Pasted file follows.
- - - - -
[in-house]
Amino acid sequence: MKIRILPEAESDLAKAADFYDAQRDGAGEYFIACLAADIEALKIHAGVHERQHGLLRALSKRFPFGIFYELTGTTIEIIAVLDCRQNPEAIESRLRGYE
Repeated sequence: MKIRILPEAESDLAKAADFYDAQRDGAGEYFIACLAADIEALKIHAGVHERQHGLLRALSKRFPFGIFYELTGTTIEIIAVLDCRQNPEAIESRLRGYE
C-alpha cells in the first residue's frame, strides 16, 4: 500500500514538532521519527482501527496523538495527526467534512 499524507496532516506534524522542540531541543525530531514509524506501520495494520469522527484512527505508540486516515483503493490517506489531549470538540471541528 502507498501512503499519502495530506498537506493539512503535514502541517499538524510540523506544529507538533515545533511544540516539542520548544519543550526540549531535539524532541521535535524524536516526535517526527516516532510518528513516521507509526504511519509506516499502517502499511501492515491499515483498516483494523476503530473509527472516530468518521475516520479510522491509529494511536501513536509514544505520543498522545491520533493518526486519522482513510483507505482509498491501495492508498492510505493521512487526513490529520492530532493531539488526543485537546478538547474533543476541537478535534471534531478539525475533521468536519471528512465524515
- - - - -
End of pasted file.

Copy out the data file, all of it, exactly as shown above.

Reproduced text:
[in-house]
Amino acid sequence: MKIRILPEAESDLAKAADFYDAQRDGAGEYFIACLAADIEALKIHAGVHERQHGLLRALSKRFPFGIFYELTGTTIEIIAVLDCRQNPEAIESRLRGYE
Repeated sequence: MKIRILPEAESDLAKAADFYDAQRDGAGEYFIACLAADIEALKIHAGVHERQHGLLRALSKRFPFGIFYELTGTTIEIIAVLDCRQNPEAIESRLRGYE
C-alpha cells in the first residue's frame, strides 16, 4: 500500500514538532521519527482501527496523538495527526467534512 499524507496532516506534524522542540531541543525530531514509524506501520495494520469522527484512527505508540486516515483503493490517506489531549470538540471541528 502507498501512503499519502495530506498537506493539512503535514502541517499538524510540523506544529507538533515545533511544540516539542520548544519543550526540549531535539524532541521535535524524536516526535517526527516516532510518528513516521507509526504511519509506516499502517502499511501492515491499515483498516483494523476503530473509527472516530468518521475516520479510522491509529494511536501513536509514544505520543498522545491520533493518526486519522482513510483507505482509498491501495492508498492510505493521512487526513490529520492530532493531539488526543485537546478538547474533543476541537478535534471534531478539525475533521468536519471528512465524515